There's an asteroid out there worth $100,000 quadrillion. Why haven't we mined it?

This artist's concept depicts the 140-mile-wide (226-kilometer-wide) asteroid Psyche, which lies in the main asteroid belt between Mars and Jupiter.
This artist's concept depicts the 140-mile-wide (226-kilometer-wide) asteroid Psyche, which lies in the main asteroid belt between Mars and Jupiter. (Image credit: NASA/JPL-Caltech/ASU)

On Oct. 13, 2023, NASA launched a mission to 16 Psyche, a large, metal-rich asteroid about six years  away, to learn more about how planetary interiors form.

The asteroid has a jaw-dropping estimated monetary value: $100,000 quadrillion. That's because 16 Psyche is a literal goldmine, packed with rare elements essential to cars and electronics, like platinum and palladium.

To explore — and perhaps settle — space, we'll need extraterrestrial sources of materials. Companies such as AstroForge and TransAstra are already looking into building mines on asteroids like Psyche. But how close are we  to mining them and reaping their cosmic treasures?

Technologically speaking, we're pretty close, said Philip Metzger, a planetary physicist at the University of Central Florida. The only difference between mining on an asteroid versus on Earth is the need for equipment that can withstand low-gravity, high-radiation conditions. The equipment also needs to be able to function autonomously — it could take 20 minutes or more for a radio wave with instructions to reach an asteroid, especially if it's on the other side of the sun.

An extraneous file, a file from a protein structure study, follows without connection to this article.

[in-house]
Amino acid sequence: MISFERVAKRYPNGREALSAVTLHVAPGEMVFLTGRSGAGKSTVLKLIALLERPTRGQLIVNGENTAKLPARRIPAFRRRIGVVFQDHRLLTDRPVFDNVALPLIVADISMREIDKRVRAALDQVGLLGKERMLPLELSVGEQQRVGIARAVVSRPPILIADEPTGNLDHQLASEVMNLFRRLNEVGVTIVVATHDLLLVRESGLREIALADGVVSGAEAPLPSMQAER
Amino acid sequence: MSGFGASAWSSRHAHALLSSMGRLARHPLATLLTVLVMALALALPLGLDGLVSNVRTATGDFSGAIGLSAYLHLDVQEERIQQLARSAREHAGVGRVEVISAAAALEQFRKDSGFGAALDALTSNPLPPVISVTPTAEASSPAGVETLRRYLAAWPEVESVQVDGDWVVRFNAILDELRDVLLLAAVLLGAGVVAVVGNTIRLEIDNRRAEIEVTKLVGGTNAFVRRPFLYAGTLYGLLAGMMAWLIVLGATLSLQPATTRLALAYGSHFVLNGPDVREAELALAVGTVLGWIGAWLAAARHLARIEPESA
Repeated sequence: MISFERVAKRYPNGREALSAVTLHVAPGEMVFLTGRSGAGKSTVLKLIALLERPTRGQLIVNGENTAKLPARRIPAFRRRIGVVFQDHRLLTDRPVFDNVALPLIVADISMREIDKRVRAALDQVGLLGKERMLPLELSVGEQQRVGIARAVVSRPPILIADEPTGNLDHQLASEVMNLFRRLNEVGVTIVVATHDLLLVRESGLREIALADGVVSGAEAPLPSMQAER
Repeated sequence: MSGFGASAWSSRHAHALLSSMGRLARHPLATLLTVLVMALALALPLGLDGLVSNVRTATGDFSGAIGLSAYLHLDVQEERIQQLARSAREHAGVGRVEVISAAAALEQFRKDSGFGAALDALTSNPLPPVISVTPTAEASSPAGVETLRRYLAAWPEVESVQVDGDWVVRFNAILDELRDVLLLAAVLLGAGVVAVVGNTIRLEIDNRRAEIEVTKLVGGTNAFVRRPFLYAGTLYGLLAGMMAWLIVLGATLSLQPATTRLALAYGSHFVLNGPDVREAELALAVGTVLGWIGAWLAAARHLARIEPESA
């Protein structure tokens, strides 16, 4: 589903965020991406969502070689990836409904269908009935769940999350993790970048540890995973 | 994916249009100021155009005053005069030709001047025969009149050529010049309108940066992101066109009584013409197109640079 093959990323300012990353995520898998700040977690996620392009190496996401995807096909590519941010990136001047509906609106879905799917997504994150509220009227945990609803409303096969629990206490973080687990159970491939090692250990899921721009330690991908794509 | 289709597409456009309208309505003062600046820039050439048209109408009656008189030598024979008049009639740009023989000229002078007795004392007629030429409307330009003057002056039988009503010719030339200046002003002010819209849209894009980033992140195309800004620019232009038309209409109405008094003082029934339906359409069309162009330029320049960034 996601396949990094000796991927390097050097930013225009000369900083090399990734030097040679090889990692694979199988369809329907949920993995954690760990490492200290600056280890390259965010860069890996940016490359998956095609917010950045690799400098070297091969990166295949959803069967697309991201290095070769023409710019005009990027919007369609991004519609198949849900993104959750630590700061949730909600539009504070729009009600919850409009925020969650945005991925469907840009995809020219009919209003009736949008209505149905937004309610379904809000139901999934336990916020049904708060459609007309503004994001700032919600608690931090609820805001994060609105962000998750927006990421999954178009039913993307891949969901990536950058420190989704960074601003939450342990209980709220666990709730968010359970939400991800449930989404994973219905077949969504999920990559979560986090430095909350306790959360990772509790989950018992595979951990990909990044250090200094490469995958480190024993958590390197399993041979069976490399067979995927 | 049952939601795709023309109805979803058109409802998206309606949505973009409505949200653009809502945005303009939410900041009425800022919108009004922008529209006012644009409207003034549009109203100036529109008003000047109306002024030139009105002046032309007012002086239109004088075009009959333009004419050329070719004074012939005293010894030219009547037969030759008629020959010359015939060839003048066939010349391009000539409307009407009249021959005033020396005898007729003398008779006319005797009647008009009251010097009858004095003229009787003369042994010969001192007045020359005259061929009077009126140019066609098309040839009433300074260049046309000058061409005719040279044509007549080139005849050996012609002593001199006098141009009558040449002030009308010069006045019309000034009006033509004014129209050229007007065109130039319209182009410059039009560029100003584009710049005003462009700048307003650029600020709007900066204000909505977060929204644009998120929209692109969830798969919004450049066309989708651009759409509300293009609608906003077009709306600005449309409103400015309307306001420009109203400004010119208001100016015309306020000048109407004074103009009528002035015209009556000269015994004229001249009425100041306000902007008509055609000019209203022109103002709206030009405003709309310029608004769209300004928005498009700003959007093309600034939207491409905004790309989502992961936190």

Related: Undiscovered 'minimoons' may orbit Earth. Could they help us become an interplanetary species?

All that technology has already been developed and tested in a laboratory setting, but it's not quite ready for implementation, Metzger said. On NASA's Technology Readiness Levels scale, which ranges from 1 to 9, our current equipment for space mining sits between a 3 and a 5.

"The technologies need to be advanced — about a 6 to 7 — before we're ready to start building a flight mission," Metzger told Live Science. "What's lacking right now is funding." If all that money poured in now, we might see small-scale asteroid mining in five years, Metzger added.

Any progress toward asteroid mining will likely come from the private sector, said Kevin Cannon, an assistant professor of geology and geological engineering at the Colorado School of Mines' Space Resources Program. But there's at least one potential obstacle: explaining to potential investors why we should mine asteroids in the first place.

It's a fair question. Bringing materials back to Earth is "economically dubious," Cannon told Live Science. It would be extraordinarily expensive to do so, and platinum group metals are actually declining in price. But asteroids might be an important source of material for development in space, he added.

"So, for example, if we extracted water from [a] water-rich asteroid, we could split that apart into hydrogen and oxygen, and use that as rocket propellant to refuel spacecraft," Cannon said. Metals mined from asteroids, meanwhile, could be transformed into large structures in space.

Related: 'Stepping stone to Mars': Minimoons may help us become an interplanetary species, says MIT astrophysicist Richard Binzel

Artist concept of the Psyche spacecraft, which will conduct a direct exploration of an asteroid thought to be a stripped planetary core. (Image credit: NASA/JPL-Caltech)

That raises another question: Why not just mine the moon? All of the materials we'd want to mine from asteroids also exist there, albeit in lower concentrations. And, of course, it's much closer.